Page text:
Main Body

5. Types of Literacy Assessment: Principles, Procedures, and Applications

Kristen A. Munger


This chapter focuses on key ideas for understanding literacy assessment to assist with educational decisions. Included is an overview of different literacy assessments, along with common assessment procedures used in schools and applications of assessment practices to support effective teaching. Readers of the chapter will gain an understanding of different types of assessments, how assessment techniques are used in schools, and how assessment results can inform teaching.

Learning Objectives

After reading this chapter, readers will be able to

  1. explain how testing fits into the larger category of assessment;
  2. describe different literacy assessments and how they are commonly used in schools;
  3. discuss why assessment findings are judged based on their validity for answering educational questions and making decisions;
  4. explain the importance of reliability and validity of test scores and why psychometric properties are important for interpreting certain types of assessment results;
  5. critique literacy assessments in terms of how they can be used or misused.


When the topic of educational assessment is brought up, most educators immediately think of high-stakes tests used to gauge students’ progress in meeting a set of educational standards. It makes sense that much of the dialogue concerning educational assessment centers on high-stakes testing because it is this kind of assessment that is most controversial in the American education system, particularly since the vast majority of states have adopted the Common Core State Standards for English Language Arts & Literacy in History/Social Studies, Science, and Technical Subjects (CCSS; National Governors Association Center for Best Practices & Council of Chief State School Officers [NGA & CCSSO], 2010), along with high stakes tests intended to assess students’ proficiency in meeting them. But high-stakes tests are actually just a fraction of assessment procedures used in schools, and many other assessments are as important in influencing instructional decisions. This chapter discusses a wide scope of literacy assessments commonly used in kindergarten through twelfth grade classrooms, along with ways to use results to make educational decisions.

Literacy Assessment

To understand literacy assessment, we first need to think about the term “literacy,” which is discussed throughout the chapters in this textbook. Literacy has traditionally been regarded as having to do with the ability to read and write. More recently, literacy has evolved to encompass multidimensional abilities such as listening, speaking, viewing, and performing (NGA & CCSSO, 2010), along with cultural and societal factors (Snow, 2002) that can facilitate or constrain literacy development. This multidimensional definition of literacy requires educators and policy makers to conceptualize literacy in complex ways. Controversies arise when the richness of literacy is overly simplified by assessments that are not multidimensional or authentic, such as the overuse of multiple-choice questions. Educators may find the lack of authenticity of these assessments frustrating when results do not appear to represent what their students know and can do. On the other hand, more authentic assessment methods, such as observing students who are deliberating the meaning of texts during group discussions, do not precisely measure literacy skills, which can limit the kinds of decisions that can be made.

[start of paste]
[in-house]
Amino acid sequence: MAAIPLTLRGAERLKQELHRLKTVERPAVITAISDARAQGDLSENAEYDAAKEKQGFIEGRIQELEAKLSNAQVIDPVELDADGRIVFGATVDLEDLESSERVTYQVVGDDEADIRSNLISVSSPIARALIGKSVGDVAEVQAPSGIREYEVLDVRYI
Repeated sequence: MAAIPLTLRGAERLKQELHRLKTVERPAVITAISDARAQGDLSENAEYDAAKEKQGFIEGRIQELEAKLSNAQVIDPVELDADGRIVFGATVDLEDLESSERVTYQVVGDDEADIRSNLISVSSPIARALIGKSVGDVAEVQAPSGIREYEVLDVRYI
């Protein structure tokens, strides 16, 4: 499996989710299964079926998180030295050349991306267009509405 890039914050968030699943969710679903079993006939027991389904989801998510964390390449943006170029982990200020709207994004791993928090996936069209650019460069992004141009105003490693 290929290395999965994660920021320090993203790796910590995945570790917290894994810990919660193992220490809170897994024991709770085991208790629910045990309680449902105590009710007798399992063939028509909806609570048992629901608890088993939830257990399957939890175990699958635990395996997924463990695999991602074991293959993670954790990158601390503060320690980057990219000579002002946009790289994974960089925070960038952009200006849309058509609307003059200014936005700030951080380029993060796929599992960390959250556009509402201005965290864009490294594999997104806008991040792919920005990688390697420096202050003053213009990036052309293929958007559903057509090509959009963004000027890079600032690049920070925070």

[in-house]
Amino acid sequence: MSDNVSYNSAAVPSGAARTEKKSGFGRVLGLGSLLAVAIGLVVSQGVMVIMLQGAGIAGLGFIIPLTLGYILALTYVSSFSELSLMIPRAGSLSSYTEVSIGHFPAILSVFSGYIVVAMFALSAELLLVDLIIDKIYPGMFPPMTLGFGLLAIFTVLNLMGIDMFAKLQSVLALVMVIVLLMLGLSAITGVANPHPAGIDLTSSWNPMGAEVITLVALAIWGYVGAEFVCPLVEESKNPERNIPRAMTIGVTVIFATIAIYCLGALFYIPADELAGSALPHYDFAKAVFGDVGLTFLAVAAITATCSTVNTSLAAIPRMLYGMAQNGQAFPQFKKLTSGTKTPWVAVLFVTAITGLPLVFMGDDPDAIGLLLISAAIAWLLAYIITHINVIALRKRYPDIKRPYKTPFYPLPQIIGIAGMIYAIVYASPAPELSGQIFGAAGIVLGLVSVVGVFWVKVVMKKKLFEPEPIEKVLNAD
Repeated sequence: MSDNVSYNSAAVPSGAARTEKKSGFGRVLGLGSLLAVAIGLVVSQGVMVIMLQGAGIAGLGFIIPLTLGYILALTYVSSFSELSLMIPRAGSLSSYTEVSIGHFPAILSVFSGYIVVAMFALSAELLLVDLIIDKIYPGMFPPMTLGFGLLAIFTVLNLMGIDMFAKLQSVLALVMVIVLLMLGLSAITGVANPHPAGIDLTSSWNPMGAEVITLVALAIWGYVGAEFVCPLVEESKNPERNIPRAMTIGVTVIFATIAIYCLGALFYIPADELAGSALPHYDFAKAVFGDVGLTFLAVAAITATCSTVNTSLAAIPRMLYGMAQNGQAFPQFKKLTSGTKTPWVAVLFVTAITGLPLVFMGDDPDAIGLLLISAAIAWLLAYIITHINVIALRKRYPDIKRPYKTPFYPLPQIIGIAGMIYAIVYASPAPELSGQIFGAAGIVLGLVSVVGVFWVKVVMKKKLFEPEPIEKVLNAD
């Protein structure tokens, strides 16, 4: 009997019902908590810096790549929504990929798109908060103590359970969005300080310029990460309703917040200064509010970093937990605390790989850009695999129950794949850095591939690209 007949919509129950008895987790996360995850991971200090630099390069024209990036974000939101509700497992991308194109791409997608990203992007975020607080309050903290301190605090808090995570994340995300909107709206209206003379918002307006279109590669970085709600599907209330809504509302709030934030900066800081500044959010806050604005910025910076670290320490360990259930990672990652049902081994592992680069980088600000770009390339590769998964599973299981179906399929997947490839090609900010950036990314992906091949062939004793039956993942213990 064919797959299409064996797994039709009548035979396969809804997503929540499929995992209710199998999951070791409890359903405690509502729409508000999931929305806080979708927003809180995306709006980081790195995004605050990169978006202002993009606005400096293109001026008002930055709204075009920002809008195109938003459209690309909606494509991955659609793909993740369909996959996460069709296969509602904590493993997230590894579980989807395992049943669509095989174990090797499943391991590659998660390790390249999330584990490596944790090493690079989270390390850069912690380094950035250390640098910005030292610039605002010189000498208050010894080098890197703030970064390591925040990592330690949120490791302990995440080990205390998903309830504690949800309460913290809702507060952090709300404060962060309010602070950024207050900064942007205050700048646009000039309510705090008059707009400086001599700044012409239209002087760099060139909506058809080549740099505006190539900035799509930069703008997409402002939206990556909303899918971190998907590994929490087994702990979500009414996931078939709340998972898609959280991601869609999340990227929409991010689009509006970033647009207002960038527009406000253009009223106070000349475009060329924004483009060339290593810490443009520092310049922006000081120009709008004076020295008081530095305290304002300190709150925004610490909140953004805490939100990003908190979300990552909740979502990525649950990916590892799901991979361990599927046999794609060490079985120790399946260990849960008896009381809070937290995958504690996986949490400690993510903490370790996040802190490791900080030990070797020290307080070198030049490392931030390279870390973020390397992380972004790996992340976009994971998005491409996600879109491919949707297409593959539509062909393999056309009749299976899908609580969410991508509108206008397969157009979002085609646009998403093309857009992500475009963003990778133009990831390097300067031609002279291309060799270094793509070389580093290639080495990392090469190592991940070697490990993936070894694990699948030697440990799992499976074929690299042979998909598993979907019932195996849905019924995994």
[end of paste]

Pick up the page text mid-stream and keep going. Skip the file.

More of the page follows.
Even though the assessment of literacy using multiple choice items versus more authentic procedures seems like opposites, they do have an important feature in common: they both can provide answers to educational questions. Whether one approach is more valuable than the other, or whether both are needed, depends entirely on the kind of questions being asked. So if someone asks you if a multiple choice test is a good test or if observing a student’s reading is a better assessment procedure, your answer will depend on many different factors, such as the purpose of the assessment, along with the quality of the assessment tool, the skills of the person who is using it, and the educational decisions needing to be made. This chapter will help you learn more about how to make decisions about using literacy assessments and how to use them to improve teaching and learning.

Taxonomy of Literacy Assessments

To understand the purposes of different types of literacy assessment, it is helpful to categorize them based on their purposes. It should be noted that there is much more research on the assessment of reading compared to assessment of other literacy skills, making examples in the chapter somewhat weighted toward reading assessments. Examples of assessments not limited to reading have also been included, where appropriate, as a reminder that literacy includes reading, writing, listening, speaking, viewing, and performing, consistent with the definition of literacy provided in Chapter 1 of this textbook.

Formal Assessments